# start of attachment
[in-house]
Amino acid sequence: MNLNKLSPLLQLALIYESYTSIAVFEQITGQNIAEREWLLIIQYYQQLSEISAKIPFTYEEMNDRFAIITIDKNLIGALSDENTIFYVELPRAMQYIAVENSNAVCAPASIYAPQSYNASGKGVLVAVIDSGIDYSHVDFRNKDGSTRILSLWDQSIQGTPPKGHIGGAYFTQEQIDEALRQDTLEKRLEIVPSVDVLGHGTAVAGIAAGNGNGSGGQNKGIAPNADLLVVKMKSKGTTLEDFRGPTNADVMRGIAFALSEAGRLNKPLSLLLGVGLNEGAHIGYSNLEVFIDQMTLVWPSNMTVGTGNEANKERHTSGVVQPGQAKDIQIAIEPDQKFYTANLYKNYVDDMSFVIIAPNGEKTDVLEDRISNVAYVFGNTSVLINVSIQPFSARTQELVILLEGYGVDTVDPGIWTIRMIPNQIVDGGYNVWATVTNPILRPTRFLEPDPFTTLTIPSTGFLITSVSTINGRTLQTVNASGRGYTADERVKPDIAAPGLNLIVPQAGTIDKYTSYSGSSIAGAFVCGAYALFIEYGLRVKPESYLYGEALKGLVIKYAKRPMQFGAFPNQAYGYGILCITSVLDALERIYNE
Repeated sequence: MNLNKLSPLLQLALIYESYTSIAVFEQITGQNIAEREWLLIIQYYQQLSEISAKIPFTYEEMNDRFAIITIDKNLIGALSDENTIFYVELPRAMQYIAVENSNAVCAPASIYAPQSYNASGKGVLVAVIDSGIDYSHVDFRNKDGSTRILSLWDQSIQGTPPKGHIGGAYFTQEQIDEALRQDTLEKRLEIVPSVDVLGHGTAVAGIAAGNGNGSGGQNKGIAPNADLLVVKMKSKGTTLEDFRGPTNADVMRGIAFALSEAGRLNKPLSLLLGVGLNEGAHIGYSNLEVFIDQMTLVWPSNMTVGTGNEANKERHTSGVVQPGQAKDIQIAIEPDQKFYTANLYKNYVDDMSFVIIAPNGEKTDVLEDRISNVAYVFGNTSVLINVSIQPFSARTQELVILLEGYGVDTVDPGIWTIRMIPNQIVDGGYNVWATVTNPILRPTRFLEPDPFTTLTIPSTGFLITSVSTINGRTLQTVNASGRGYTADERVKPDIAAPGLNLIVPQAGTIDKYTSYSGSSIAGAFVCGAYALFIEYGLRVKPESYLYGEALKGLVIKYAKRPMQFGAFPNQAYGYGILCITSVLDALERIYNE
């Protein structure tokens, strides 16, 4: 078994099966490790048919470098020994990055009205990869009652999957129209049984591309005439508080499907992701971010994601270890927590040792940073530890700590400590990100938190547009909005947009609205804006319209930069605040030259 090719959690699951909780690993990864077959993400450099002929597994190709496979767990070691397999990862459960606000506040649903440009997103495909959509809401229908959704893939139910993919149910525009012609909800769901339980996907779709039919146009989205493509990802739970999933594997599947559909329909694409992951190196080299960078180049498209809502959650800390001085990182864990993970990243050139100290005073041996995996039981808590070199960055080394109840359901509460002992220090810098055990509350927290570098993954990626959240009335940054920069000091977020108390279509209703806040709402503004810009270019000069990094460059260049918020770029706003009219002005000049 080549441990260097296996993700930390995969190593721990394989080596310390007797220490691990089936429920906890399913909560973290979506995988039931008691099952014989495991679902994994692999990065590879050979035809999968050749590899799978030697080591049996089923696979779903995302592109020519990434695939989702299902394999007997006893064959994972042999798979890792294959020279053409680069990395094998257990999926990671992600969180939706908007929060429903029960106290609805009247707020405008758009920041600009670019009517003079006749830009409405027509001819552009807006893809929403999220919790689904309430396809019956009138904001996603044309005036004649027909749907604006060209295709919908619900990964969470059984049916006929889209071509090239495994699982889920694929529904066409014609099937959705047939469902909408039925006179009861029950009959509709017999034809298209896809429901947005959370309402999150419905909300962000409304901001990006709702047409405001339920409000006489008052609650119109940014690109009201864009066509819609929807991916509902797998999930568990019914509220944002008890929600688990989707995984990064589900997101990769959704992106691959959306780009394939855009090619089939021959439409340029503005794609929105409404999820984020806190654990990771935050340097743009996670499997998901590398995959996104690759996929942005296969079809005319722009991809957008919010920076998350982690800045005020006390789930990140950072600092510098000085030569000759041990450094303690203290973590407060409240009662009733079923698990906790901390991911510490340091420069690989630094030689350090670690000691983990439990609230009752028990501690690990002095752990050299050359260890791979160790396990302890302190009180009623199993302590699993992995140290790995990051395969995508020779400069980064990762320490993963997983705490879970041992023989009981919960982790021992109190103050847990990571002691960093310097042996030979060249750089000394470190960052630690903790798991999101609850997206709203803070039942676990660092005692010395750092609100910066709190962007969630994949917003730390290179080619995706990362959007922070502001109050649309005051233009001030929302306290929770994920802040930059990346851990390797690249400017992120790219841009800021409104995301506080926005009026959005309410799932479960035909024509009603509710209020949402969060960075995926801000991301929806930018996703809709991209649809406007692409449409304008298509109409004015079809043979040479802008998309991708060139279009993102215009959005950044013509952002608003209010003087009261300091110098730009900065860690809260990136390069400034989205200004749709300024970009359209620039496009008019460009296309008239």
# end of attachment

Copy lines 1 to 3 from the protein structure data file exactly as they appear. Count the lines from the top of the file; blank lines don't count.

[in-house]
Amino acid sequence: MNLNKLSPLLQLALIYESYTSIAVFEQITGQNIAEREWLLIIQYYQQLSEISAKIPFTYEEMNDRFAIITIDKNLIGALSDENTIFYVELPRAMQYIAVENSNAVCAPASIYAPQSYNASGKGVLVAVIDSGIDYSHVDFRNKDGSTRILSLWDQSIQGTPPKGHIGGAYFTQEQIDEALRQDTLEKRLEIVPSVDVLGHGTAVAGIAAGNGNGSGGQNKGIAPNADLLVVKMKSKGTTLEDFRGPTNADVMRGIAFALSEAGRLNKPLSLLLGVGLNEGAHIGYSNLEVFIDQMTLVWPSNMTVGTGNEANKERHTSGVVQPGQAKDIQIAIEPDQKFYTANLYKNYVDDMSFVIIAPNGEKTDVLEDRISNVAYVFGNTSVLINVSIQPFSARTQELVILLEGYGVDTVDPGIWTIRMIPNQIVDGGYNVWATVTNPILRPTRFLEPDPFTTLTIPSTGFLITSVSTINGRTLQTVNASGRGYTADERVKPDIAAPGLNLIVPQAGTIDKYTSYSGSSIAGAFVCGAYALFIEYGLRVKPESYLYGEALKGLVIKYAKRPMQFGAFPNQAYGYGILCITSVLDALERIYNE
Repeated sequence: MNLNKLSPLLQLALIYESYTSIAVFEQITGQNIAEREWLLIIQYYQQLSEISAKIPFTYEEMNDRFAIITIDKNLIGALSDENTIFYVELPRAMQYIAVENSNAVCAPASIYAPQSYNASGKGVLVAVIDSGIDYSHVDFRNKDGSTRILSLWDQSIQGTPPKGHIGGAYFTQEQIDEALRQDTLEKRLEIVPSVDVLGHGTAVAGIAAGNGNGSGGQNKGIAPNADLLVVKMKSKGTTLEDFRGPTNADVMRGIAFALSEAGRLNKPLSLLLGVGLNEGAHIGYSNLEVFIDQMTLVWPSNMTVGTGNEANKERHTSGVVQPGQAKDIQIAIEPDQKFYTANLYKNYVDDMSFVIIAPNGEKTDVLEDRISNVAYVFGNTSVLINVSIQPFSARTQELVILLEGYGVDTVDPGIWTIRMIPNQIVDGGYNVWATVTNPILRPTRFLEPDPFTTLTIPSTGFLITSVSTINGRTLQTVNASGRGYTADERVKPDIAAPGLNLIVPQAGTIDKYTSYSGSSIAGAFVCGAYALFIEYGLRVKPESYLYGEALKGLVIKYAKRPMQFGAFPNQAYGYGILCITSVLDALERIYNE